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Weather Science Experiments for Kids–Make Your Own Weather Instrument

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We’re in for Some Weather–Make it Educational.

A homemade weather vane-weather science for children

Children can make their own science tools--weather vane

Whether Hurricane Irene comes to Connecticut or not, a hurricane is always a serious weather for many even if it’s just from the showers and milder winds as it dissipates or moves by. Sounds like an excellent time to practice some science before school starts. Science projects with weather are not hard and will certainly engage your children in science and help them become more aware of hurricanes as a current event topic. There are a few things to pay attention to when it comes to weather: Wind speed and direction, the amount of rainfall, the humidity, and the atmospheric pressure. To tell the direction of the wind, we need a weather vane. A vane requires a thin, vertical surface that can move with the wind. Materials:

  • A straw
  • A pin
  • A pencil
  • A bead (optional)
  • A piece of cardboard
  • Something to stand the pencil is (I used a tinker toy block, but a thread spool or just putting it in a large mound of clay, or a jar filled with sand, or rice)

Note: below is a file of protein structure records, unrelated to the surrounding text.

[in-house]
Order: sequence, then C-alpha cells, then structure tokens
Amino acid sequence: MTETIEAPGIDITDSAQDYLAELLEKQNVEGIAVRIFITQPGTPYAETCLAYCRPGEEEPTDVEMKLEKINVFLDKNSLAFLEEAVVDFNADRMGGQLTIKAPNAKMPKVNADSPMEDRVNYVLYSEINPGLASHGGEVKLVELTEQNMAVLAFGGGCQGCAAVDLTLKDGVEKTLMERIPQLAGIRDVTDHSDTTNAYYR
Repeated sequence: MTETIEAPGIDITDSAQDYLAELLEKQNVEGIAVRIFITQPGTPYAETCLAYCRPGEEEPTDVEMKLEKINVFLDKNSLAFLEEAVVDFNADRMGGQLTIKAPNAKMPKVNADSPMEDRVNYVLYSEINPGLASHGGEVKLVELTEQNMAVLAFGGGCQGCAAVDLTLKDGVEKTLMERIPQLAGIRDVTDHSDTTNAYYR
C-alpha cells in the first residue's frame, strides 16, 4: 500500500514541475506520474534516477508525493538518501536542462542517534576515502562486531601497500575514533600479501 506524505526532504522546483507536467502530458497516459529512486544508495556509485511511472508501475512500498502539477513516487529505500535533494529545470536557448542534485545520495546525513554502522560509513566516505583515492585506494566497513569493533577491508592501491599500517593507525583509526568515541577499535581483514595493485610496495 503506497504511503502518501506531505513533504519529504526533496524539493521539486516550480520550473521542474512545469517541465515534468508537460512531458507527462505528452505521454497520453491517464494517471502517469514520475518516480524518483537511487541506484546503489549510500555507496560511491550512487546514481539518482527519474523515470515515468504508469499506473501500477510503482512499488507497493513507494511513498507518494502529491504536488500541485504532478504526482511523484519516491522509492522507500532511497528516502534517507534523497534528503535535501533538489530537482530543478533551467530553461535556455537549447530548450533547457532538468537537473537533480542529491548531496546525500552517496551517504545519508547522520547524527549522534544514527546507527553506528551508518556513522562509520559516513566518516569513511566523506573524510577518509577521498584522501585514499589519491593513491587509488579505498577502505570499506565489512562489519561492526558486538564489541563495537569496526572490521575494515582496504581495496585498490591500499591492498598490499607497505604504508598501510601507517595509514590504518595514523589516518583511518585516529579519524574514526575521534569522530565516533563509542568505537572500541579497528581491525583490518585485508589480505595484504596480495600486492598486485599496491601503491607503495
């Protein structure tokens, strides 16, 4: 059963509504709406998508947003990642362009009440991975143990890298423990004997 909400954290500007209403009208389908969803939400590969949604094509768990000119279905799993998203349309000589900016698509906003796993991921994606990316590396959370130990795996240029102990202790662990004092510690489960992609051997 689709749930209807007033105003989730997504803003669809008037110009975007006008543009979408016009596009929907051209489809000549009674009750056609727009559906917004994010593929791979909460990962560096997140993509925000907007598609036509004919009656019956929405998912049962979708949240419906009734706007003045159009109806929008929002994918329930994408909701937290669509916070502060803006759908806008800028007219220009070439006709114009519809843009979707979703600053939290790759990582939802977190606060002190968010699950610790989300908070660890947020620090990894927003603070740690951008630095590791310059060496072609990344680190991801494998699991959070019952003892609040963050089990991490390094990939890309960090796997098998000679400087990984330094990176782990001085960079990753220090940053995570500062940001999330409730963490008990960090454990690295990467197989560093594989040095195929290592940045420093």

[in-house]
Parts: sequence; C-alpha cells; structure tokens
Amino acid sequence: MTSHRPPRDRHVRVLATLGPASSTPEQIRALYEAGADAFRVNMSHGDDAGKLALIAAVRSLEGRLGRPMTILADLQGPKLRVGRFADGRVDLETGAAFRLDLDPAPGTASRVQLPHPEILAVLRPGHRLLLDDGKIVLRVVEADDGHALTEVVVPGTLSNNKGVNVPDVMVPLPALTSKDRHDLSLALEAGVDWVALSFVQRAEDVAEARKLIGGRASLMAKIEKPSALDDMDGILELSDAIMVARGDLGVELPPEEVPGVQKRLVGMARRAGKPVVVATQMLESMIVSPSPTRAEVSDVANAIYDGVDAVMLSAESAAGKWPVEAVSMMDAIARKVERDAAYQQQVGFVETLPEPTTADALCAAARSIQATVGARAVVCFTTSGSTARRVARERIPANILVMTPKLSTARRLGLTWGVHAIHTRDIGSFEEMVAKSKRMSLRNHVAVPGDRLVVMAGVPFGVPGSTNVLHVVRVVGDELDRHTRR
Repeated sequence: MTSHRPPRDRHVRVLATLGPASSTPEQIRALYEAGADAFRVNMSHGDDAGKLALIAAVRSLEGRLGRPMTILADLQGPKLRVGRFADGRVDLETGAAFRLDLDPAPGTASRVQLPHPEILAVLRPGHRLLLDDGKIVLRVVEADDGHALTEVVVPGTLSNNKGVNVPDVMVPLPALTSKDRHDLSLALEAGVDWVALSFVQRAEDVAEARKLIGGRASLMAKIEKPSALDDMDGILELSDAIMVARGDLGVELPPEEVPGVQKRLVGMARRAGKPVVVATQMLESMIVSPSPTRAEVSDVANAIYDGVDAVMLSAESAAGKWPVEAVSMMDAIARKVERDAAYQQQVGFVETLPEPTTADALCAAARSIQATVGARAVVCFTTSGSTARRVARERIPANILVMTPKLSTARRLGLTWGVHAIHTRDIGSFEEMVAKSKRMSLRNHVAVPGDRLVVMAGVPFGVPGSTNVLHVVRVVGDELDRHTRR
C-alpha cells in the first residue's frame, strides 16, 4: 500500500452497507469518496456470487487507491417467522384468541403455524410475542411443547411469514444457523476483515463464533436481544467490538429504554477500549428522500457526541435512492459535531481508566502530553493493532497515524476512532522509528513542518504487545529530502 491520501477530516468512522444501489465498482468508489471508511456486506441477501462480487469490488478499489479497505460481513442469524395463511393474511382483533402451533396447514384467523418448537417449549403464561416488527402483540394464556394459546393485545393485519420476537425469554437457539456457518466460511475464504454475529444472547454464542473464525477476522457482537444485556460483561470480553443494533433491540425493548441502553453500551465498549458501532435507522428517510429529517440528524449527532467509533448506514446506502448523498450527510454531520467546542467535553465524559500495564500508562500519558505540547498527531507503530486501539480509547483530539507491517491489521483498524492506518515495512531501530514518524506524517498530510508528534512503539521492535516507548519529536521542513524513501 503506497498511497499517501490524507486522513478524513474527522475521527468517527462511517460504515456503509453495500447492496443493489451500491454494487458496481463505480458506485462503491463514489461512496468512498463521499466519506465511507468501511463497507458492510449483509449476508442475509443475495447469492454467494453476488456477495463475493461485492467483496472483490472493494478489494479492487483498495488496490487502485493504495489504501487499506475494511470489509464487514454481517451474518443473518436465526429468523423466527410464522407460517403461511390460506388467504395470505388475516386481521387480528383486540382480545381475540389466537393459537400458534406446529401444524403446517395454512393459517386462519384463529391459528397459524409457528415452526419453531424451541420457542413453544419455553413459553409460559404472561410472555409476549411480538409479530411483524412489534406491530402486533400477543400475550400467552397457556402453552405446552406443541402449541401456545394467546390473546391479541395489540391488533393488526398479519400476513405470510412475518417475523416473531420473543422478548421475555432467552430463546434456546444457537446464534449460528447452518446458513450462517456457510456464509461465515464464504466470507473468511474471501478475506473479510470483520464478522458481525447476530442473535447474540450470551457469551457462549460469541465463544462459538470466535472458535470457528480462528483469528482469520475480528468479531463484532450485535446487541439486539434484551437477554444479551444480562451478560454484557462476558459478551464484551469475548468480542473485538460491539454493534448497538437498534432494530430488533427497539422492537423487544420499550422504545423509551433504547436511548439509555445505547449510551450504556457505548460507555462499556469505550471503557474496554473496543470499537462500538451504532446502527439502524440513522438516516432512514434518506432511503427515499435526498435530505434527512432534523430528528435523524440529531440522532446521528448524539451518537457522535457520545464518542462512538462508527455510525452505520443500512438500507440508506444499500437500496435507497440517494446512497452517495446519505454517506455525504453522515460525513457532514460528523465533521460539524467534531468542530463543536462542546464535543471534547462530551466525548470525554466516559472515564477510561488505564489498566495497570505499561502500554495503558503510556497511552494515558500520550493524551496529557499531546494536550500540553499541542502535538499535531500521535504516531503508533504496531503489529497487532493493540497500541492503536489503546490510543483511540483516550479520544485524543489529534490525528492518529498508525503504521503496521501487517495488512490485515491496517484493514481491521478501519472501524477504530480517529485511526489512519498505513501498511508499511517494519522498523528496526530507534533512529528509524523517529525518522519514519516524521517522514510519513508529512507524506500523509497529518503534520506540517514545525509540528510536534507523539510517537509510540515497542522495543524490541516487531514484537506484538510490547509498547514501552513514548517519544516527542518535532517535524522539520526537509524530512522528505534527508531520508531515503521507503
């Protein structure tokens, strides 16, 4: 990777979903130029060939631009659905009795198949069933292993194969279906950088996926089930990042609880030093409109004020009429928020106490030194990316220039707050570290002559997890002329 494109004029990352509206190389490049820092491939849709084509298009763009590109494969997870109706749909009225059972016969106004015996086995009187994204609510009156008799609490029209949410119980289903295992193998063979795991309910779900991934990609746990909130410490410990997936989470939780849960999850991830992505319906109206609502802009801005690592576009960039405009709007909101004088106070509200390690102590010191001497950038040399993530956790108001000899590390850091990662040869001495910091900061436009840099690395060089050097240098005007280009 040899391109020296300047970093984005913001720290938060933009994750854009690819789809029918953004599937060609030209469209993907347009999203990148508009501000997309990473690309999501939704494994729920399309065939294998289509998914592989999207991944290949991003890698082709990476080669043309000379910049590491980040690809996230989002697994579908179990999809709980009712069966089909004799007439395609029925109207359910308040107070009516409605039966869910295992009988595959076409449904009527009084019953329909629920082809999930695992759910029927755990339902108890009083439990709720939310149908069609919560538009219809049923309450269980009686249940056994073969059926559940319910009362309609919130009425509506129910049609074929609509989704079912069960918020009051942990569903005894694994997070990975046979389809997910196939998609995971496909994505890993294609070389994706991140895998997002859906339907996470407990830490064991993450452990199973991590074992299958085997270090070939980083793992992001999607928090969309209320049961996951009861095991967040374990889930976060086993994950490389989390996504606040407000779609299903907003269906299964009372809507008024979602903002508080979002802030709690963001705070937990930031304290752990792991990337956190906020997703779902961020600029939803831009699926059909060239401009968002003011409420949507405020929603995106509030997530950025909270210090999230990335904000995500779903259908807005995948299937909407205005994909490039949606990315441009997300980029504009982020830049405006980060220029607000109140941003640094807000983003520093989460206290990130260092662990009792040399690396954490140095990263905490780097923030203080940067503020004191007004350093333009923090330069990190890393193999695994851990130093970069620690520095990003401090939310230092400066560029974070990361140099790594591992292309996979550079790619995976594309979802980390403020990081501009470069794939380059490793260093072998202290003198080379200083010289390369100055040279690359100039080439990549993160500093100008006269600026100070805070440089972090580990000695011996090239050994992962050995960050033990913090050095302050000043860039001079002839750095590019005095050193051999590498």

• Scissors

This project is simple and works. There is something to do for even the littlest hands (even if it’s just assembling by placing the cardboard into the straw).

  1. Cut the cardboard into a trapezoid shape (really, most any shape will do, so the kids don’t have to be perfect).
  2. Cut a slit in the end of the straw (this is where the index card goes–check the drawing)

    The slit for the cardboard and the hole for the pin.

  3. Use the pin to poke a hole through the middle of the straw. The pin hole has to be the same way through the straw as the slit (like in the drawing). Wiggle the pin to make the hole a little bigger so the straw moves easily around the pin.
  4. Insert the index card into the slit in the straw. It will stay well enough.
  5. Put the straw on the pin and then put the bead on the pin (this helps the straw spin better, but it’s not needed).

    How to put the straw and bead on the pin.

  6. Stick the pin into the eraser of the pencil.
  7. Place the pencil in a stand.
  8. Put the whole thing in a windy location to see which direction the wind is blowing!
  9. Take it in when it starts to rain–the index card just isn’t going to hold up.
Categories: General

2 Responses

  1. Kim McNeill says:

    Don, that is a very in-depth site! Lots of information.

  2. Don says:

    A great hurricane site is hurricaneknowledge.com